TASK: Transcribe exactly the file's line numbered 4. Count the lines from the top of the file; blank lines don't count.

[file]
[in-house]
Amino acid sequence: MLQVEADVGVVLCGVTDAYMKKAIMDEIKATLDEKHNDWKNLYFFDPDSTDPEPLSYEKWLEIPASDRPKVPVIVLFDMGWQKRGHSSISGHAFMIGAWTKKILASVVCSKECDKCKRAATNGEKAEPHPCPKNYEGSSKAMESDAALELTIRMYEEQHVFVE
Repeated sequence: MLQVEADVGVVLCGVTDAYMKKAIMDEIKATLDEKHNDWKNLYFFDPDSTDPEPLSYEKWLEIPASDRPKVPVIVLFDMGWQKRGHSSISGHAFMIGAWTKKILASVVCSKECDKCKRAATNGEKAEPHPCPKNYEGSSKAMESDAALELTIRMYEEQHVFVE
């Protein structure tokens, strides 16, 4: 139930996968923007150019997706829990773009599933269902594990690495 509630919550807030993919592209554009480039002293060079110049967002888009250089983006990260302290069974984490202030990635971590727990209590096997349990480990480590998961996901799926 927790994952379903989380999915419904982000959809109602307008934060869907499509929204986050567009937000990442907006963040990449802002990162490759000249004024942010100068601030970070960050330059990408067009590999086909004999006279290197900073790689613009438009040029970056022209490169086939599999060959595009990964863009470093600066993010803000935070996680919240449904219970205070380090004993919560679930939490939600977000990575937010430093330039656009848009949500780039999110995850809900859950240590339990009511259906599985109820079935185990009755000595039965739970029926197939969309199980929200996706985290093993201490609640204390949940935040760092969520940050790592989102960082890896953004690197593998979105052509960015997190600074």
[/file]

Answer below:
């Protein structure tokens, strides 16, 4: 139930996968923007150019997706829990773009599933269902594990690495 509630919550807030993919592209554009480039002293060079110049967002888009250089983006990260302290069974984490202030990635971590727990209590096997349990480990480590998961996901799926 927790994952379903989380999915419904982000959809109602307008934060869907499509929204986050567009937000990442907006963040990449802002990162490759000249004024942010100068601030970070960050330059990408067009590999086909004999006279290197900073790689613009438009040029970056022209490169086939599999060959595009990964863009470093600066993010803000935070996680919240449904219970205070380090004993919560679930939490939600977000990575937010430093330039656009848009949500780039999110995850809900859950240590339990009511259906599985109820079935185990009755000595039965739970029926197939969309199980929200996706985290093993201490609640204390949940935040760092969520940050790592989102960082890896953004690197593998979105052509960015997190600074």